The Color Purple

Play:    The Color Purple

Group:    Touring company

Venue:    The Fox Theatre, 527 North Grand

Dates:    Through November 2

Tickets:    From $27 to $68; contact 314-534-1111 or  HYPERLINK ""

Story:    Based on the Pulitzer Prize-winning novel by Alice Walker and the subsequent film directed by Steven Spielberg, this two-act musical recounts the life of Celie, a poor, uneducated black woman living in the hellish environment of rural Georgia from 1909 to 1949.  Sexually abused by the man she believes is her father, and later separated from her beloved sister Nettie who leaves home for better opportunities elsewhere, Celie endures a life of torment and abuse, first at the hands of Pa, who fathers her two children before age 14 and then takes them away from her, and then as the scorned wife of Mister, a widower who subjects her to cruel physical and emotional abuse.

While derided as “ugly” and a poor substitute for Nettie, who was Mister’s first choice for a wife to raise his kids, Celie nonetheless develops an affinity for Harpo, Mister’s son who falls in love with and marries a headstrong woman named Sofia.  She marvels at Sofia’s powerful personality, and eventually builds her own self-confidence with the assistance of Shug, a worldly entertainer who is Mister’s mistress and long-time love, learning much about herself and her own abilities to survive in a frequently hostile world.

Highlights:    This first touring company follows a successful run on Broadway that began in December 2005 and closed earlier this year, reuniting the original creative team of set designer John Lee Beatty, costume designer Paul Tazewell, lighting designer Brian MacDevitt, sound designer Jon Weston, orchestrations designer Jonathan Tunick and music supervisor Kevin Stites, as well as director Gary Griffin.  All contribute to the handsome production, which Griffin keeps moving smoothly, thanks to several rousing numbers choreographed by Donald Byrd.  The resplendent lighting work by MacDevitt is particularly noteworthy.

    The book by Marsha Norman captures the tone and glorious triumph of hope in Walker’s prose, while the music and lyrics by Brenda Russell, Allee Willis and Stephen Bray stand out on several numbers.  Of particular delight are the spirited Mysterious Ways belted out in glorious gospel style near the beginning of Act I, the lively Brown Betty tune delivered by Harpo and the townsmen at Harpo’s ‘jive joint,” and the boisterous Hell, No! sung by Sofia and the ladies.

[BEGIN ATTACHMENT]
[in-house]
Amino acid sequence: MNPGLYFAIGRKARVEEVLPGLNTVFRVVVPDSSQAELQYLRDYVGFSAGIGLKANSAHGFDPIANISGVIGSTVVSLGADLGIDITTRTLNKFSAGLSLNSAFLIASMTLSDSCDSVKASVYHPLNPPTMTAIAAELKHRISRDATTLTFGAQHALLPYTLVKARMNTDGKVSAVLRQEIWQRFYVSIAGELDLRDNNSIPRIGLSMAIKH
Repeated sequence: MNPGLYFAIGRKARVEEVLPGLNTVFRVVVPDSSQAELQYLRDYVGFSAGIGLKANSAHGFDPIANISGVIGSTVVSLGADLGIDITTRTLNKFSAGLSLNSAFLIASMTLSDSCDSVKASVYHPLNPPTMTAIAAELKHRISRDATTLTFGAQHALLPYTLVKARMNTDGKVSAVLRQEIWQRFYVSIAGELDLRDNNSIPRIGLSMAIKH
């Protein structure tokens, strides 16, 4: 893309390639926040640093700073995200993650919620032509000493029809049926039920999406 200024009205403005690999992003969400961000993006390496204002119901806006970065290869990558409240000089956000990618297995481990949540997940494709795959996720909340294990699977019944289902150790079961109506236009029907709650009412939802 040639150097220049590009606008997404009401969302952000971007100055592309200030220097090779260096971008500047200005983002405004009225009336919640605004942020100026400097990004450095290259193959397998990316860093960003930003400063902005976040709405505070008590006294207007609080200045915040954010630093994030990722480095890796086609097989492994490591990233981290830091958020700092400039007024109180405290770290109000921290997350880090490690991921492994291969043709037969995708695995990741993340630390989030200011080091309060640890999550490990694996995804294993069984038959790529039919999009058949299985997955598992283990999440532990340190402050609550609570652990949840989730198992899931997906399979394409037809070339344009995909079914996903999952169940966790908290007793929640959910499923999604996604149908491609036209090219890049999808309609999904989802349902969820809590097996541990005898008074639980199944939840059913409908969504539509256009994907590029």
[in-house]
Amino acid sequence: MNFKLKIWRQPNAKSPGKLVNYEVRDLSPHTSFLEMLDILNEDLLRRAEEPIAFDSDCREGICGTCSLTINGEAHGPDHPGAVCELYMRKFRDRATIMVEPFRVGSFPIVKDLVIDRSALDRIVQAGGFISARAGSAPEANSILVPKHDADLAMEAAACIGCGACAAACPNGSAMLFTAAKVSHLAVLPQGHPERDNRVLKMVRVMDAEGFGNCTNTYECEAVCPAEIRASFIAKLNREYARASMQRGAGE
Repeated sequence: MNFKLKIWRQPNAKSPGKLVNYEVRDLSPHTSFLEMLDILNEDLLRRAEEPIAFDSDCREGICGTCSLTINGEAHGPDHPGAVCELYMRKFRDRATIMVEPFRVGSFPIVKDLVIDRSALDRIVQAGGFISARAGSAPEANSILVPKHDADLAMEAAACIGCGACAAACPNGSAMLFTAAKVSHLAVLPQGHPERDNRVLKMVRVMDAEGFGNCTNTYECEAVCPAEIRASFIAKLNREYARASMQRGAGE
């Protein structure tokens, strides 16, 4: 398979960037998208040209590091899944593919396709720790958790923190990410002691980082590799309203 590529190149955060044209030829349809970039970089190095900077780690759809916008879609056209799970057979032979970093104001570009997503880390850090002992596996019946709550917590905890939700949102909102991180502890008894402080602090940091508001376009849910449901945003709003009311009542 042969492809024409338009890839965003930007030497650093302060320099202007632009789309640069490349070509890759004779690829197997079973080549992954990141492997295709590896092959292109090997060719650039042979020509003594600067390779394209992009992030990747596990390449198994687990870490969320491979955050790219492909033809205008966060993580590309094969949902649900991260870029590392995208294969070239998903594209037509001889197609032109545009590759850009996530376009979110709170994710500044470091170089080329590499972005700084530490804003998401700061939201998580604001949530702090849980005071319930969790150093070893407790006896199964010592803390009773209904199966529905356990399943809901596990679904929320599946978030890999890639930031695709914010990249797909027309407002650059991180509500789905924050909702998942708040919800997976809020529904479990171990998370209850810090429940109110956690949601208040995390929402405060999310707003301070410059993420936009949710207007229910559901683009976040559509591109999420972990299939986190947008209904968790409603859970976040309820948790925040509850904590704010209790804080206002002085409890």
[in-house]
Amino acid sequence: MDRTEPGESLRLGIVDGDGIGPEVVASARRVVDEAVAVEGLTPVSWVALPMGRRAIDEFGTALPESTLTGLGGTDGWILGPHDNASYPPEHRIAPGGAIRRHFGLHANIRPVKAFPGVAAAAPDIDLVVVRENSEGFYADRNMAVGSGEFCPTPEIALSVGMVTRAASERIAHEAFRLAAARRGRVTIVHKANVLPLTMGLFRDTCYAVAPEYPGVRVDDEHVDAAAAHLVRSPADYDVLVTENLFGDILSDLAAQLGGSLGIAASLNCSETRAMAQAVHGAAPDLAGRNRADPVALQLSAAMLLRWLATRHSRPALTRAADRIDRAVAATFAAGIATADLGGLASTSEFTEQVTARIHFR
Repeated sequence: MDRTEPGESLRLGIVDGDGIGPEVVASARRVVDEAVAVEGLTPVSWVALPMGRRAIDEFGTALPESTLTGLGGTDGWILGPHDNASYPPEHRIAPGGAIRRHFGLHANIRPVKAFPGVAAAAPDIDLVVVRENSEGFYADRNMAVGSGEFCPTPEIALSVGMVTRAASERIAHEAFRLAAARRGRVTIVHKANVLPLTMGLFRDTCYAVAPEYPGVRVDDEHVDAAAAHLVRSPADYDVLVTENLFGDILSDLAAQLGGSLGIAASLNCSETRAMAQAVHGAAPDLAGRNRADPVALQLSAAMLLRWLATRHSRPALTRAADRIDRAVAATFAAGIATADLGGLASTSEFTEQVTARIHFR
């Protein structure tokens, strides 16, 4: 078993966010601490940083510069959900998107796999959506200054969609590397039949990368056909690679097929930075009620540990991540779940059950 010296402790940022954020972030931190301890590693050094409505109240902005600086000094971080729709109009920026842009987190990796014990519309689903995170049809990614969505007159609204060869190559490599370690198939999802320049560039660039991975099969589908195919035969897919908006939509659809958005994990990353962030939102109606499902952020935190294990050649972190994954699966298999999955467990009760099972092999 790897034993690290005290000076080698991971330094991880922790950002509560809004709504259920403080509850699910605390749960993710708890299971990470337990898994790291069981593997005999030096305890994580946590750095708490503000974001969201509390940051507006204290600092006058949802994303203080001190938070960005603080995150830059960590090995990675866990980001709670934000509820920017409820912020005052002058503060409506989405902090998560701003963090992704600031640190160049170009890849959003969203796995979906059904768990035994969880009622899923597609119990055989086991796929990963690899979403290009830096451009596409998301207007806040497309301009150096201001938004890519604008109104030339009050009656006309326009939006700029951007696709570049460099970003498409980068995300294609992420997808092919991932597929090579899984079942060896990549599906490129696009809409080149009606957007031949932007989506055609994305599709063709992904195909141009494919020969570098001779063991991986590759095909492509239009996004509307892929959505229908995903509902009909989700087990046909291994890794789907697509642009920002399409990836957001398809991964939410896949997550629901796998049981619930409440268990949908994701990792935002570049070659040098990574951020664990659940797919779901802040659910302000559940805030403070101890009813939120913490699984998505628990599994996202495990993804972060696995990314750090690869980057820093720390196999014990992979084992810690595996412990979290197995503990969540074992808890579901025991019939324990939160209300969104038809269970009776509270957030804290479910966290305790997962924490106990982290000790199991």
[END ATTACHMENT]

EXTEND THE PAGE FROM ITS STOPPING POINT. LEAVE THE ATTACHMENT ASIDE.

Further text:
Felicia Fields, as the high-spirited and earthy Sofia, nearly steals the show, taking utmost advantage of the work’s larger-than-life character, while Jeannette Bayardelle anchors the presentation with her powerful, resilient and affecting portrayal of the redoubtable Celie, both with her acting and her soaring voice.

Other Info:    There’s fine support by Lesly Donald (on opening night) as the optimistic Harop, Rufus Bonds Jr. as the villainous Mister, Angela Robinson as the free-wheeling Shug, LaToya London as the sweet and loving Nettie and Stephanie St. James as Squeak, Harpo’s girlfriend with the high voice and even higher aspirations for success as a singer.

    Successfully combining blues, jazz, gospel and pop, The Color Purple is infused with hope and resiliency and, even with several unrealistic plot turns and some slow, sappy ballads, an uplifting experience.

Rating:    A 3.5 on a scale of 1-to-5.